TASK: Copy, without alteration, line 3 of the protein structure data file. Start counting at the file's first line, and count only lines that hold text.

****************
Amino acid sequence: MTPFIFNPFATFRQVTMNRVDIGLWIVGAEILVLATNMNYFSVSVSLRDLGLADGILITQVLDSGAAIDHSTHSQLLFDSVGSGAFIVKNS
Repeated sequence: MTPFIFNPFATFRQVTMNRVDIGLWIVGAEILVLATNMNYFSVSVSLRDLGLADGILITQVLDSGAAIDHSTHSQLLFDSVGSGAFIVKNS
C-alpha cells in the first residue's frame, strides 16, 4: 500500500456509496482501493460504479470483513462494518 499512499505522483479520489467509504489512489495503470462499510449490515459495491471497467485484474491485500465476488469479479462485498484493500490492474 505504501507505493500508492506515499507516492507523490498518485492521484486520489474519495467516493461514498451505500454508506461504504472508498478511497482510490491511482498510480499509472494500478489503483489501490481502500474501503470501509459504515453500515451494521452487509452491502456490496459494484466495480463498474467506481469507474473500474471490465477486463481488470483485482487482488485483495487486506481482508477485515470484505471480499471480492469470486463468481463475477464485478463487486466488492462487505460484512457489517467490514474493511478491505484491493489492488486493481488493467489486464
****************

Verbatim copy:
C-alpha cells in the first residue's frame, strides 16, 4: 500500500456509496482501493460504479470483513462494518 499512499505522483479520489467509504489512489495503470462499510449490515459495491471497467485484474491485500465476488469479479462485498484493500490492474 505504501507505493500508492506515499507516492507523490498518485492521484486520489474519495467516493461514498451505500454508506461504504472508498478511497482510490491511482498510480499509472494500478489503483489501490481502500474501503470501509459504515453500515451494521452487509452491502456490496459494484466495480463498474467506481469507474473500474471490465477486463481488470483485482487482488485483495487486506481482508477485515470484505471480499471480492469470486463468481463475477464485478463487486466488492462487505460484512457489517467490514474493511478491505484491493489492488486493481488493467489486464